lipstick

Buzzing Faintly at the Blurred Edge

David Bromige - "This Second Kind of Happiness" (1'06). Bring to mind a male voice, then strip from it any coarseness, stridency, or arrogance. At the service of a complacent mind, such a voice would be merely smooth, a caricature of seductiveness. Since everything it said would be agreeable to the ear, the content of its utterances would remain undeveloped, robbed by the facility for giving pleasure of the treasures wit must work hard to unearth. But attach such a voice to one of the quickest and subtlest minds a generation has to offer, one nimble enough to negotiate the tightest of discursive corners and to profit (poetically, at least) from what's around them, and you have David Bromige, a London-born Canadian poet who lives in California (one might alternatively say a California poet educated, in part, in England and British Columbia). This track, recorded circa 1984, is all about pacing, which is to say pausing, and subtle variations of intonation. Shifts in verb tense and narrative angle prevent a single scene from coalescing, but the phrase repeated in the second and the final audias hints at a kind of consummation, a "knowing combination" in which not only bodies but facets of mind (reason, sense) are joined. Better to be thus constellated, the poem suggests, then suffer the isolation of reductive definition, which--pace audia 10--serves only to sicken. From here, you'll want to proceed to "My Poetry," a signature piece of unsurpassed (though exquisitely understated) cleverness, here imperfectly preserved (a sixteen-second drop-out mars the track at its midpoint: there must be other recordings? no?) but delightful in every other respect.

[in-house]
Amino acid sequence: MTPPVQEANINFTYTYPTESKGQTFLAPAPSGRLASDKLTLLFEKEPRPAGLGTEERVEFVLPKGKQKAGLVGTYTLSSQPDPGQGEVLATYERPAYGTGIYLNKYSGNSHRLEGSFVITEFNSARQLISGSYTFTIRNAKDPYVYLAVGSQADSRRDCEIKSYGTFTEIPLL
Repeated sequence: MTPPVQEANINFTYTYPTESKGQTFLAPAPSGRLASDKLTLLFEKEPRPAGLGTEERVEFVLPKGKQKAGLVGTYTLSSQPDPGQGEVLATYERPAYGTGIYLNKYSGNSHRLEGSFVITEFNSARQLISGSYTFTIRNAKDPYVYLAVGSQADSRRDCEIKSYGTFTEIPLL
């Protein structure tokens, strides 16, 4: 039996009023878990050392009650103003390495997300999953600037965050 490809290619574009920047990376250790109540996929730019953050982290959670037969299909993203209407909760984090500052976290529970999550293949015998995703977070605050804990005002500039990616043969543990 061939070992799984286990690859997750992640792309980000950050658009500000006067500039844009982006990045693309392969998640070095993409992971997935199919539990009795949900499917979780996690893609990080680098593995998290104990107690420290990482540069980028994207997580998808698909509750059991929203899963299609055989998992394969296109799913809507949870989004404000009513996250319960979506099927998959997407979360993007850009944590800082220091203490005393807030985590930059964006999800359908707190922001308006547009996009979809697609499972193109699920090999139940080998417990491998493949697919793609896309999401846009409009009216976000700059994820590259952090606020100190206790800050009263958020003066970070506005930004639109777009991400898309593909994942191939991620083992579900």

More Bromige at PennSound. Recently updated Bromige page at EPC. Bromige in conversation with Doug Powell, May 2003, in Jacket 22 ("Let me say there’re no rousing assurances in my poems. Let the rich bury the rich. All I can do is destroy their language. I think the pill is wearing off. Got more?"). While there, be sure to check out Gary Sullivan's perceptive appreciation of Bromige's 1980 Figures volume My Poetry.

Waveform image of line by David Bromige

Tuesday -- 22 August 2006 -- permalink

The Lipstick of Noise is a product of the Third Factory • Inspired by the music blogs • And by Paul Blackburn's reel-to-reel deck. Intending to make good use of PENNSound and other sources of digital audio files of poetry • Comments welcomeXML.